Which brings me to Nancy Pelosi’s recent statement about us needing illegals to pick our fruit. We are trying to stick our noses in the air about the evils of slavery (an evil, indeed), all the while sucking a slave class in through our southern border.  We’re also trying to solve the homeless problems among our own citizens while inviting in millions of illegals who are free to compete with Americans for decent-paying jobs as well as for inadequate housing options.

We’re assuming we can maintain our status as a nation without maintaining our borders. Never in the history of mankind has that worked. In fact, quite the opposite: countries that were good at protecting their borders even went so far as to extend those borders.  We’re collapsing ours. We have to be nuts.

We’re also trying to run schools without discipline and without expectations; we’ve traded solid curriculum for CRT and hypersexualization. We give awards for mere breathing; in fact, we’re trying a clever thing -- graduation without learning, without even attending.  (Nearly 20 years ago Oregon made it illegal to fail a student for nonattendance.) We’ve given up teaching real history for fantasy history. We’ve given up on math because we’re told that minorities find it difficult. Our children have missed two years of school, have had their immune systems tampered with, and have lost crucial linguistic and social development. But not to worry – a few drag queen read-alouds and all will be well.

Our medical institutions are limping as well. We’re trying to do medicine without compassion.  I always counted on the medical dictum, “First, do no harm.” That’s gone now, and has been exchanged for a promise to honor all witch doctor indigenous practices. I don’t know if that includes Uncle Judd’s moonshine, heavy doses of snake oil, or mustard compresses. We once trusted our doctors, our pharmacists. No more. There is no compassion in slicing up sexually confused children. There is no compassion in urging people to be vaccinated with a vaccine that does much more harm than it does good.  There’s money in those activities, but no compassion.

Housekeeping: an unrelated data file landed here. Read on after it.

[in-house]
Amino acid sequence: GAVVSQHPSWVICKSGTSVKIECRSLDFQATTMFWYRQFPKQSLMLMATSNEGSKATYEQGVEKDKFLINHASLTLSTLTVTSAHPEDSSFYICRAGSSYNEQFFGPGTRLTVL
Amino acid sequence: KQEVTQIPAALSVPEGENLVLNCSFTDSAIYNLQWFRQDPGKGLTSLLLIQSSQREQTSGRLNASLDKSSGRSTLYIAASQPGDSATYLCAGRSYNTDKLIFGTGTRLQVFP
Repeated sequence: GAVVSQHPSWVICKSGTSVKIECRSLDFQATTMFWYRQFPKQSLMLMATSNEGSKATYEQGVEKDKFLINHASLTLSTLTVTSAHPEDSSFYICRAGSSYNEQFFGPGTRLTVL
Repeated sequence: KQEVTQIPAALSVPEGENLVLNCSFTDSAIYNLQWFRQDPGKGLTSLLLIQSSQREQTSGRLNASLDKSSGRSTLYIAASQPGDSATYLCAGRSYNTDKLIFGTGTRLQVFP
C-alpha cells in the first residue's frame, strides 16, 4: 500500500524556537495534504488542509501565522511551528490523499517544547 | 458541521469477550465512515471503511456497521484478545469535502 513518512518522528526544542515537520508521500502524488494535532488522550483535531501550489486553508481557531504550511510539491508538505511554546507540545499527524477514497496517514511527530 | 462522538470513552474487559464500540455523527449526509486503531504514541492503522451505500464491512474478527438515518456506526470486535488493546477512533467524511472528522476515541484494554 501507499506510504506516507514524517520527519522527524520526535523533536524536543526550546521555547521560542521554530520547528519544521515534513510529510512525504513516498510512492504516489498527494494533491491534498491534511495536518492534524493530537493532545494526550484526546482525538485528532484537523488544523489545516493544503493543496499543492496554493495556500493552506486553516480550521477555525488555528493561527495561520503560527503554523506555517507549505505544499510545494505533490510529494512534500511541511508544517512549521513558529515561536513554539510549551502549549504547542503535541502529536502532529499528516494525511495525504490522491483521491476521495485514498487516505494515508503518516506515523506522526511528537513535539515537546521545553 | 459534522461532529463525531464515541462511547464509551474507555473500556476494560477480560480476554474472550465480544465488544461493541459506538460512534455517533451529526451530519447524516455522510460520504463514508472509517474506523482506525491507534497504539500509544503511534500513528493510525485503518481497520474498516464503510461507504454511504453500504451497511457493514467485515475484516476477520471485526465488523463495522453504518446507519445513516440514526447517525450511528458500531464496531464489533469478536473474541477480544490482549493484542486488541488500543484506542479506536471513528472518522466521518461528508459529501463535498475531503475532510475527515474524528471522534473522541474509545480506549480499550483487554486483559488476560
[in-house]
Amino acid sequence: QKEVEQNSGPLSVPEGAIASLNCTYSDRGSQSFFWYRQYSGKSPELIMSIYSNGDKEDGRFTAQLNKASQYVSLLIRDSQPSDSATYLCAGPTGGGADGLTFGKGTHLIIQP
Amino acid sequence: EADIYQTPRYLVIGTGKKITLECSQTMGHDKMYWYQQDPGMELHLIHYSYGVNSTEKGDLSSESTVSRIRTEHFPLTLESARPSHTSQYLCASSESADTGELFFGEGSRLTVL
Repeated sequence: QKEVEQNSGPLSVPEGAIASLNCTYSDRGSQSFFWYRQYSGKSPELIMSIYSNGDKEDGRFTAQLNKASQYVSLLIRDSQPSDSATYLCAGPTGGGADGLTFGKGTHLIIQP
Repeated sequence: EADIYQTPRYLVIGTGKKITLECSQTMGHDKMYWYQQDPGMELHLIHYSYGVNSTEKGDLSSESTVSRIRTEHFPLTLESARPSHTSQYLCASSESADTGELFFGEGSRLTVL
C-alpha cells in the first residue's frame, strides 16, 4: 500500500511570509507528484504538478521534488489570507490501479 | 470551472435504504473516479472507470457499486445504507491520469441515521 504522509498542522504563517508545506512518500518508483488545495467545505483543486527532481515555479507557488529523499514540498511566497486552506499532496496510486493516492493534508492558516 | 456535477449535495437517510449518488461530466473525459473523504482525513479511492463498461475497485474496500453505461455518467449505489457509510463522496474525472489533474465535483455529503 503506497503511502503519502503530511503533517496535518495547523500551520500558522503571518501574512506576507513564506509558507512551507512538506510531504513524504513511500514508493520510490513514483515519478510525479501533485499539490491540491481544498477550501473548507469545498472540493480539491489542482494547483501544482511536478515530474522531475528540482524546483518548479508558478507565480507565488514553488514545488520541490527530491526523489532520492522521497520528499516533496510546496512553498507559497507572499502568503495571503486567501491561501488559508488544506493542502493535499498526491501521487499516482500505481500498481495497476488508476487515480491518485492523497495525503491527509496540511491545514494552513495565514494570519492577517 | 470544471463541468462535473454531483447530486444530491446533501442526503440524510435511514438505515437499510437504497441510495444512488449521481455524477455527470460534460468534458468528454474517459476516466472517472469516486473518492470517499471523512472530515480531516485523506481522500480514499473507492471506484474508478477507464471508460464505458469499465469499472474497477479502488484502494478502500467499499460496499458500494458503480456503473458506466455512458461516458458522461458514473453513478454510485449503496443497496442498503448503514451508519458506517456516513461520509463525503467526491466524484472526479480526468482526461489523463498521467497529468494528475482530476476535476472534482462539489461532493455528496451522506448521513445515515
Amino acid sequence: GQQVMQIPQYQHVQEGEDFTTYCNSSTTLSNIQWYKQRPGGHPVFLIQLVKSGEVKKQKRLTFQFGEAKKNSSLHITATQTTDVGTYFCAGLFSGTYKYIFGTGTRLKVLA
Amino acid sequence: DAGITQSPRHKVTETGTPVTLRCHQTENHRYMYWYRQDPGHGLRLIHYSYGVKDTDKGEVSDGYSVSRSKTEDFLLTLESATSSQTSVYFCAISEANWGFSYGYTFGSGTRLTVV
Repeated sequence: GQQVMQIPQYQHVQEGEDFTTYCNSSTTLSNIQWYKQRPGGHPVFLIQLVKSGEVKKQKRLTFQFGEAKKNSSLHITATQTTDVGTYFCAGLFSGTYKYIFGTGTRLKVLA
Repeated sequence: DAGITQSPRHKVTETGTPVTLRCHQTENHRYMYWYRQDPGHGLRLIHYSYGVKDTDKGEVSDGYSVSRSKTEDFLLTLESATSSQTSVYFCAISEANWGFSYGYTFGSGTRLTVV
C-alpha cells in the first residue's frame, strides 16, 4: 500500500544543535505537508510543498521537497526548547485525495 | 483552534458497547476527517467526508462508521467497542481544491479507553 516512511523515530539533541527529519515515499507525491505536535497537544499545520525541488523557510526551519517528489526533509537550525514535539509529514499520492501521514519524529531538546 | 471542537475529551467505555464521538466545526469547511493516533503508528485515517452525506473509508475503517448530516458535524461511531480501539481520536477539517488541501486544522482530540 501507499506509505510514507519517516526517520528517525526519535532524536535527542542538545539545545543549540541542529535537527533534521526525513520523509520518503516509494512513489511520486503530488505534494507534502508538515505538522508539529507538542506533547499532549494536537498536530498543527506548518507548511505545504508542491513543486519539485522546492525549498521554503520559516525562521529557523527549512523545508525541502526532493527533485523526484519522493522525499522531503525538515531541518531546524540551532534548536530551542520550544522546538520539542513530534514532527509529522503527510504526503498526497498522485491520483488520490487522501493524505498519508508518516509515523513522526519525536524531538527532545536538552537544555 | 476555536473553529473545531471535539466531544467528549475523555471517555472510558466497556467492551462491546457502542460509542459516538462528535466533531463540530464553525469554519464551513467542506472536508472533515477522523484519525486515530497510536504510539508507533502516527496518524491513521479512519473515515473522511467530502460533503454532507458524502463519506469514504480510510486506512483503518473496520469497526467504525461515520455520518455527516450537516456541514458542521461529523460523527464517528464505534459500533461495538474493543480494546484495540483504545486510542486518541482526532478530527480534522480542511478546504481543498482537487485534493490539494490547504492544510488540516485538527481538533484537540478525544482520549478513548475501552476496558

Perhaps that scenario follows naturally from our trying to do science without integrity. Here we are, nearly worshipping science as the dispenser of all knowledge, the grand knower of all things, but instead, science is a for-hire proposition just like everything else. He who pays for the study gets the results he desires. And if the scientist can hire on with big government, there’s even more moola to be made and more power to enjoy.

The fact is that we have become a society expecting to enjoy the benefits of trust, but we don’t much like truth. We want our pastors, our doctors, our journalists, our officials to inform us, but heaven help them if they don’t tell us what we want to hear. We each want our own truth, our own version of what is.

But mainly we are trying to have goodness without God, without Jesus Christ. Yet, though we’ve bid Him leave, He hasn’t. He’s still here, with us, raising great voices to lead America out of the dead end we’ve backed into. Those voices know Him, know that’s where real power lies, where real compassion is born, from which all goodness springs. Let’s vote well next month and let’s put the horse back in front of our cart. Let’s open our thinking to Grantor of our Freedoms.

Deana Chadwell is an adjunct professor and department head at Pacific Bible College in southern Oregon. She teaches writing, logic, and literature. She can be contacted at

Image: Public Domain